By Nasrin Siraj for Thotkata, translated by Alal O Dulal
On 25 November 2015 the court sentenced Parimal Joydhar, a teacher of Viqarunnisa Noon School, for raping a girl in Year 10.
The incident happened in 2010. The situation in our country is so bad that the school-authority had tried to protect the criminal in many ways than to take the matter – of this horrific sexual abuse – to the law. The school-authority even expressed its concerns that ‘the attitudes and dresses of girls are inviting’.
But the youth and students of Bangladesh, our only hope, did not accept such a grave wrong and untruthful campaign. Girls of Viqarunnisa Noon School, at the time, built a powerful protest demanding the capture and trial of the rapist. This protest had spread beyond the school and reached the national level due to students’ protest.
That protest was behind today’s sentence.
Although girls’ protest (against rapes) is not the topic of this piece. Rather, I am writing about a comment made by Parimal’s lawyer. He had made the comment to a TV journalist, to transmit his client’s innocence via media. And the journalist, it seemed, was such a supporter of the rapist’s-party that instead of asking a counter-probing question, just telecasted the comment.
What was the comment? The TV news showed both sides lawyers making comments. The highlight of the news was court’s concern over serious oversight of the investigating team. As though, the news clip was edited bearing in mind that the accused would turn to a higher court. The journalist himself assumed the responsibility to broadcast that the rapist, Parimal, is not guilty. In a sequence of clips the defending lawyer of the rapist said, ‘… there was no evidence of a forced-rape even in the medical report ’.
In legal term, the plaintiff in this case is a school going child. She cannot consent legally. So it will be illegal and punishable even if she had consented to have a sexual intercourse with anyone. The court would have considered it as a rape. The TV channel could have used this logic to refrain from broadcasting the comment. However, perhaps they had sworn to support the rapist-Parimal, so did not even bother to question that the victim is a not an adult. This is the number one issue.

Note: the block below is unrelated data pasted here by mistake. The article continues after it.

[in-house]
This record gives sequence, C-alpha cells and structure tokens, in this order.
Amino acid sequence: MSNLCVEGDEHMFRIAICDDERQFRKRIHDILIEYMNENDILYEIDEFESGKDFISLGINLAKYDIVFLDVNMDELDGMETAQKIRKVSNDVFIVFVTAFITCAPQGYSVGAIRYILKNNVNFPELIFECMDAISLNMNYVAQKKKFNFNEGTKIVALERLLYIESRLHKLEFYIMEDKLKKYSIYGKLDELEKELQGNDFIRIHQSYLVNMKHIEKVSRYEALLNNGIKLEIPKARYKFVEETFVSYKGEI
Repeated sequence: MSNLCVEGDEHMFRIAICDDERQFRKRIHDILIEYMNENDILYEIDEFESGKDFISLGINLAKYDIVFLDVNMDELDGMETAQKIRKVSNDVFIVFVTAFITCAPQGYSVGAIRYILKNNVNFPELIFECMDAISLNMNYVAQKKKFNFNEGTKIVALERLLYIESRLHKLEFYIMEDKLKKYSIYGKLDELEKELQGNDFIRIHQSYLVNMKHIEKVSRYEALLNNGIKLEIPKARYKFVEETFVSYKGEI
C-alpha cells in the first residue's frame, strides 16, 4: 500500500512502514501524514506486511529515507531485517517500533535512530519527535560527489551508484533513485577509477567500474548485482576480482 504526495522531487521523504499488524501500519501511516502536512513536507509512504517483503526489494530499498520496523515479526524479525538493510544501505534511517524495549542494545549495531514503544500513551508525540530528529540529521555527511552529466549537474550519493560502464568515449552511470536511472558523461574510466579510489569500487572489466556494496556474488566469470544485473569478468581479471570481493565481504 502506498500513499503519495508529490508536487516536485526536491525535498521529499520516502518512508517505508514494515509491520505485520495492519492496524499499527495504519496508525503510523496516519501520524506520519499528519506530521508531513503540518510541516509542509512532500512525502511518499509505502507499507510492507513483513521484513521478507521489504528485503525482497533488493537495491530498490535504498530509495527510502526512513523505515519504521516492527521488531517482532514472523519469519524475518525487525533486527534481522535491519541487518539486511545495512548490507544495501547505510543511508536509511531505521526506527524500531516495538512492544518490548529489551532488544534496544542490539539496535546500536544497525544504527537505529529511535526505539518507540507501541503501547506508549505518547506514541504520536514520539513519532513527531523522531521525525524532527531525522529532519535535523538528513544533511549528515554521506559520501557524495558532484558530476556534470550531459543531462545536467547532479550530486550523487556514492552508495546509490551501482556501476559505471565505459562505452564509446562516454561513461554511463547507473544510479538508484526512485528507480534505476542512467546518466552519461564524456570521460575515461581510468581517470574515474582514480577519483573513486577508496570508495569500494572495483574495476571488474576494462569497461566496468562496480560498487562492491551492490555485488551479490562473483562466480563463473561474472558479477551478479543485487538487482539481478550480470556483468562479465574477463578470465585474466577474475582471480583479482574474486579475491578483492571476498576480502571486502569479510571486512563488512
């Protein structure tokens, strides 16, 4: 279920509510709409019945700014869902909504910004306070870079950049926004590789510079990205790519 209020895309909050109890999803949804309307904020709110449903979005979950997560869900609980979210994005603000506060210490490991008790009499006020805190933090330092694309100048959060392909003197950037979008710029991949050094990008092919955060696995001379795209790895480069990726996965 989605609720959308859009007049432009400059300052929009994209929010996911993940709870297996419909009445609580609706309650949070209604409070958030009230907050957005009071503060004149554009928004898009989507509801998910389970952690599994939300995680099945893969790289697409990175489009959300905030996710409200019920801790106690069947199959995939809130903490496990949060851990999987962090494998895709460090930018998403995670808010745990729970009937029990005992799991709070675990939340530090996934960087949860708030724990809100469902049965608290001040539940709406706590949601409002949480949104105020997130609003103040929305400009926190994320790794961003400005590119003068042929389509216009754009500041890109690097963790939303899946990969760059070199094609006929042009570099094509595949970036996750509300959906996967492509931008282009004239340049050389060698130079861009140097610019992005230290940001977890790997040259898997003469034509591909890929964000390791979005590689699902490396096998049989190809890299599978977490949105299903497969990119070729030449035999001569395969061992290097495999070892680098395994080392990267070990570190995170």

Second (and most important issue) is that in order to claim that ‘no rape had happened’, the insensitive, shameless or over-intelligent lawyer had stated, ‘the rape actually happened with acquiescence of the girl’. My question is, what did the lawyer mean by a rape? Has the lawyer presumed that a sexual intercourse is a rape? Or, all rapes are also sexual intercourse?
We see phrases like ‘enforced rape’, ‘ involuntarily raped’, ‘forcefully raped’, ‘unwillingly raped’ quite regularly. This means there are two kinds of rape: 1. consensual rape and 2. non-consensual forced rape. Yet, a rape is such an aggressive overpowering act that use of threats would only be natural to subjugate the victim. Would it not? The act is called: love, affair, living-together or cohabitation when it is consensual.